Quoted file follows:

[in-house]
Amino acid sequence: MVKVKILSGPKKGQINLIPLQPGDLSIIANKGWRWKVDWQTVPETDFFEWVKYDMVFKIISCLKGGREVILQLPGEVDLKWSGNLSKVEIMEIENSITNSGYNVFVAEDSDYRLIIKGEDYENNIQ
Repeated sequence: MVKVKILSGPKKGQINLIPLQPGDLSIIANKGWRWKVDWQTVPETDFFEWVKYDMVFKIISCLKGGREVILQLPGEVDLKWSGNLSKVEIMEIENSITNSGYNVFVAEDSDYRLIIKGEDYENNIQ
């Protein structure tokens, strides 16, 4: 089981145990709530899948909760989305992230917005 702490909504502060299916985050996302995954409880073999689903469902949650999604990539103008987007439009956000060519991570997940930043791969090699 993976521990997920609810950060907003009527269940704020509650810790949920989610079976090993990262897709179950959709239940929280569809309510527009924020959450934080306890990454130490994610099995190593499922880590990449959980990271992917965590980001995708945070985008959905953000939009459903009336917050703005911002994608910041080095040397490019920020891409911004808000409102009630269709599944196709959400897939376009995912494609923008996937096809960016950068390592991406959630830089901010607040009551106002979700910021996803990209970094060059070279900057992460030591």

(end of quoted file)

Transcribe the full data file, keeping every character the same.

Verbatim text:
[in-house]
Amino acid sequence: MVKVKILSGPKKGQINLIPLQPGDLSIIANKGWRWKVDWQTVPETDFFEWVKYDMVFKIISCLKGGREVILQLPGEVDLKWSGNLSKVEIMEIENSITNSGYNVFVAEDSDYRLIIKGEDYENNIQ
Repeated sequence: MVKVKILSGPKKGQINLIPLQPGDLSIIANKGWRWKVDWQTVPETDFFEWVKYDMVFKIISCLKGGREVILQLPGEVDLKWSGNLSKVEIMEIENSITNSGYNVFVAEDSDYRLIIKGEDYENNIQ
């Protein structure tokens, strides 16, 4: 089981145990709530899948909760989305992230917005 702490909504502060299916985050996302995954409880073999689903469902949650999604990539103008987007439009956000060519991570997940930043791969090699 993976521990997920609810950060907003009527269940704020509650810790949920989610079976090993990262897709179950959709239940929280569809309510527009924020959450934080306890990454130490994610099995190593499922880590990449959980990271992917965590980001995708945070985008959905953000939009459903009336917050703005911002994608910041080095040397490019920020891409911004808000409102009630269709599944196709959400897939376009995912494609923008996937096809960016950068390592991406959630830089901010607040009551106002979700910021996803990209970094060059070279900057992460030591």